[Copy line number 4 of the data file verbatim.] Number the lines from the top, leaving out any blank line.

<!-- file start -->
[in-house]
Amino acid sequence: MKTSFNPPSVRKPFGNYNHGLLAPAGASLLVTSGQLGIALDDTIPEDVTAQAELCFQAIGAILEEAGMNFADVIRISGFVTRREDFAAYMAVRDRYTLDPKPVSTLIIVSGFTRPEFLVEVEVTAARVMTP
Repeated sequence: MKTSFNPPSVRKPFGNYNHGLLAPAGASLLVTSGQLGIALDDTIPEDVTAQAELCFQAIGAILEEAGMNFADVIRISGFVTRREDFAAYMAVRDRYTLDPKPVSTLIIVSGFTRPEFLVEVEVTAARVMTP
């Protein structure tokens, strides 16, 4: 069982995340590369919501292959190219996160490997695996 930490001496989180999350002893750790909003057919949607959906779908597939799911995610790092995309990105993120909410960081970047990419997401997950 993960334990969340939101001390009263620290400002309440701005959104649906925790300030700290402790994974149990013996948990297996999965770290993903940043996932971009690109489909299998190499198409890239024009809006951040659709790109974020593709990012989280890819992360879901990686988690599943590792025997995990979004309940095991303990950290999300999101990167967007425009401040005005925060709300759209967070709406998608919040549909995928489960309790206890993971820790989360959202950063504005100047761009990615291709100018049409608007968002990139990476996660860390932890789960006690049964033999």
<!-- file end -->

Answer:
């Protein structure tokens, strides 16, 4: 069982995340590369919501292959190219996160490997695996 930490001496989180999350002893750790909003057919949607959906779908597939799911995610790092995309990105993120909410960081970047990419997401997950 993960334990969340939101001390009263620290400002309440701005959104649906925790300030700290402790994974149990013996948990297996999965770290993903940043996932971009690109489909299998190499198409890239024009809006951040659709790109974020593709990012989280890819992360879901990686988690599943590792025997995990979004309940095991303990950290999300999101990167967007425009401040005005925060709300759209967070709406998608919040549909995928489960309790206890993971820790989360959202950063504005100047761009990615291709100018049409608007968002990139990476996660860390932890789960006690049964033999």